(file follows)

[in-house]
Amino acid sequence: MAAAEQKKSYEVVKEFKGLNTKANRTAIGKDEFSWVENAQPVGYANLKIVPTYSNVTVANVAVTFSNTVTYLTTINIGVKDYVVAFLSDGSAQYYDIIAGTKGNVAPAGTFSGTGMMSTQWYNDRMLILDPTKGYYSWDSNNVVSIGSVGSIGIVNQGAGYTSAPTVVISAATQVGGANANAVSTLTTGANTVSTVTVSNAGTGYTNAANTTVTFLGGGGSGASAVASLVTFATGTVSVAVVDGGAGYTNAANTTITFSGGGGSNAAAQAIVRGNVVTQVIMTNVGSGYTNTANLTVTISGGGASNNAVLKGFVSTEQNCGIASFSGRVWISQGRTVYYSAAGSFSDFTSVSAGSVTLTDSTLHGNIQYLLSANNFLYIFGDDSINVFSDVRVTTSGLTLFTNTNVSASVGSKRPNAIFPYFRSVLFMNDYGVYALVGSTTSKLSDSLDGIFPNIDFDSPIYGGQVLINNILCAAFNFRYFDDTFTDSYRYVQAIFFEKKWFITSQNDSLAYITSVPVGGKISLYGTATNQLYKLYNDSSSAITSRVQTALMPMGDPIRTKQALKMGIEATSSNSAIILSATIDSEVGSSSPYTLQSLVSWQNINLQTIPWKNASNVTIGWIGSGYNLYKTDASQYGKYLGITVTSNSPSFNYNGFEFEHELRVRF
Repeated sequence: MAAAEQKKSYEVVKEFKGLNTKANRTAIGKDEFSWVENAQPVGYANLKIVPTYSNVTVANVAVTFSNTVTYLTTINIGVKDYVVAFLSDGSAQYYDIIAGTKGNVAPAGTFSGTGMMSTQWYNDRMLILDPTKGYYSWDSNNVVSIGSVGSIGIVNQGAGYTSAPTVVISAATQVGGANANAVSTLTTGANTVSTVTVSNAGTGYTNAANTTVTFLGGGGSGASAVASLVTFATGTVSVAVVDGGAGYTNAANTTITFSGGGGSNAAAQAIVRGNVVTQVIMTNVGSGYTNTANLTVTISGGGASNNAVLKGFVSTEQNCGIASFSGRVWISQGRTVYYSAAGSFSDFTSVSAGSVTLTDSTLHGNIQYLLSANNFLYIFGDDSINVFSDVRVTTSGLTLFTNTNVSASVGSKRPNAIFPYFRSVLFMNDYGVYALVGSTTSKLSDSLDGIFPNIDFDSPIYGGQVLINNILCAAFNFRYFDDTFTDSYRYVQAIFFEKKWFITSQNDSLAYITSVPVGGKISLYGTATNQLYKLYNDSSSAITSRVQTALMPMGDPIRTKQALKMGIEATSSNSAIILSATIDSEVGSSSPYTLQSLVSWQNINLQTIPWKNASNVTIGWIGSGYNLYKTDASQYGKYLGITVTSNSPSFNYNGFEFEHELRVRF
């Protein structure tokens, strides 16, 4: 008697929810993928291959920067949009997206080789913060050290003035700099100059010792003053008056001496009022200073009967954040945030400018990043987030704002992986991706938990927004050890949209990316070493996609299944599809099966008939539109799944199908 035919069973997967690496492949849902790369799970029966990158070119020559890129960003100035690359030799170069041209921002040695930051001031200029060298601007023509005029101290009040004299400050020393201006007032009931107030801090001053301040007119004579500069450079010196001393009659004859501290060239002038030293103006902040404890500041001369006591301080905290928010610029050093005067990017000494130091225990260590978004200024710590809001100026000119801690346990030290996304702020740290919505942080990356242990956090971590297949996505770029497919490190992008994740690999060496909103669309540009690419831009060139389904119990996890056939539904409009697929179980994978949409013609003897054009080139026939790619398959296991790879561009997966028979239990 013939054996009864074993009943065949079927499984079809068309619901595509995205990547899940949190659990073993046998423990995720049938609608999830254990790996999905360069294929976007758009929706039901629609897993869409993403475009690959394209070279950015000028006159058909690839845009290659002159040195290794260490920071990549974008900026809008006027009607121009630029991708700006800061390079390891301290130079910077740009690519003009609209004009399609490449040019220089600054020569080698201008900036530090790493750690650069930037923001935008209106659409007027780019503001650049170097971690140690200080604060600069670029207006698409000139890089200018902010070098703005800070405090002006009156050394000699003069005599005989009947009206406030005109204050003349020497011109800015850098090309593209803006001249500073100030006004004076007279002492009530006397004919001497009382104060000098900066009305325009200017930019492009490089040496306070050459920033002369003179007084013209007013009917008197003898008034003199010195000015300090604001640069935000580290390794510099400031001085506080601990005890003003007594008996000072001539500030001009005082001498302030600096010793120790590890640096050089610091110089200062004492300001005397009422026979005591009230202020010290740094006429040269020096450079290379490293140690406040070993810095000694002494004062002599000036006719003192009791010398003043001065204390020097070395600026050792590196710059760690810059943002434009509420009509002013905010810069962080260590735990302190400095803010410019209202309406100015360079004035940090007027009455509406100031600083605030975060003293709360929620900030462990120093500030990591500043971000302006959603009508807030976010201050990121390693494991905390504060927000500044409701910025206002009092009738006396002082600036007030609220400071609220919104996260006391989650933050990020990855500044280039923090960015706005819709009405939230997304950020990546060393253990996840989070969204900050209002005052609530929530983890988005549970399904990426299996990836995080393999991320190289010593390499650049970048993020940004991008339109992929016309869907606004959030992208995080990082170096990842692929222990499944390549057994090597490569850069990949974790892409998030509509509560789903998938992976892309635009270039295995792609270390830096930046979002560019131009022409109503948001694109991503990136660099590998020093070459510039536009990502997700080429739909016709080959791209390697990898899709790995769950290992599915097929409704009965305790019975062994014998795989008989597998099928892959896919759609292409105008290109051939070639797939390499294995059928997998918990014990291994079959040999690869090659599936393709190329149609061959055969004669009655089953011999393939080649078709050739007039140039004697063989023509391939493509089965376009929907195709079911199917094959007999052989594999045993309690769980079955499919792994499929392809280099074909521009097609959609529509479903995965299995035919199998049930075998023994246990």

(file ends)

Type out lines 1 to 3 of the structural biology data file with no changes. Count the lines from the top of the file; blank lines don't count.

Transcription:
[in-house]
Amino acid sequence: MAAAEQKKSYEVVKEFKGLNTKANRTAIGKDEFSWVENAQPVGYANLKIVPTYSNVTVANVAVTFSNTVTYLTTINIGVKDYVVAFLSDGSAQYYDIIAGTKGNVAPAGTFSGTGMMSTQWYNDRMLILDPTKGYYSWDSNNVVSIGSVGSIGIVNQGAGYTSAPTVVISAATQVGGANANAVSTLTTGANTVSTVTVSNAGTGYTNAANTTVTFLGGGGSGASAVASLVTFATGTVSVAVVDGGAGYTNAANTTITFSGGGGSNAAAQAIVRGNVVTQVIMTNVGSGYTNTANLTVTISGGGASNNAVLKGFVSTEQNCGIASFSGRVWISQGRTVYYSAAGSFSDFTSVSAGSVTLTDSTLHGNIQYLLSANNFLYIFGDDSINVFSDVRVTTSGLTLFTNTNVSASVGSKRPNAIFPYFRSVLFMNDYGVYALVGSTTSKLSDSLDGIFPNIDFDSPIYGGQVLINNILCAAFNFRYFDDTFTDSYRYVQAIFFEKKWFITSQNDSLAYITSVPVGGKISLYGTATNQLYKLYNDSSSAITSRVQTALMPMGDPIRTKQALKMGIEATSSNSAIILSATIDSEVGSSSPYTLQSLVSWQNINLQTIPWKNASNVTIGWIGSGYNLYKTDASQYGKYLGITVTSNSPSFNYNGFEFEHELRVRF
Repeated sequence: MAAAEQKKSYEVVKEFKGLNTKANRTAIGKDEFSWVENAQPVGYANLKIVPTYSNVTVANVAVTFSNTVTYLTTINIGVKDYVVAFLSDGSAQYYDIIAGTKGNVAPAGTFSGTGMMSTQWYNDRMLILDPTKGYYSWDSNNVVSIGSVGSIGIVNQGAGYTSAPTVVISAATQVGGANANAVSTLTTGANTVSTVTVSNAGTGYTNAANTTVTFLGGGGSGASAVASLVTFATGTVSVAVVDGGAGYTNAANTTITFSGGGGSNAAAQAIVRGNVVTQVIMTNVGSGYTNTANLTVTISGGGASNNAVLKGFVSTEQNCGIASFSGRVWISQGRTVYYSAAGSFSDFTSVSAGSVTLTDSTLHGNIQYLLSANNFLYIFGDDSINVFSDVRVTTSGLTLFTNTNVSASVGSKRPNAIFPYFRSVLFMNDYGVYALVGSTTSKLSDSLDGIFPNIDFDSPIYGGQVLINNILCAAFNFRYFDDTFTDSYRYVQAIFFEKKWFITSQNDSLAYITSVPVGGKISLYGTATNQLYKLYNDSSSAITSRVQTALMPMGDPIRTKQALKMGIEATSSNSAIILSATIDSEVGSSSPYTLQSLVSWQNINLQTIPWKNASNVTIGWIGSGYNLYKTDASQYGKYLGITVTSNSPSFNYNGFEFEHELRVRF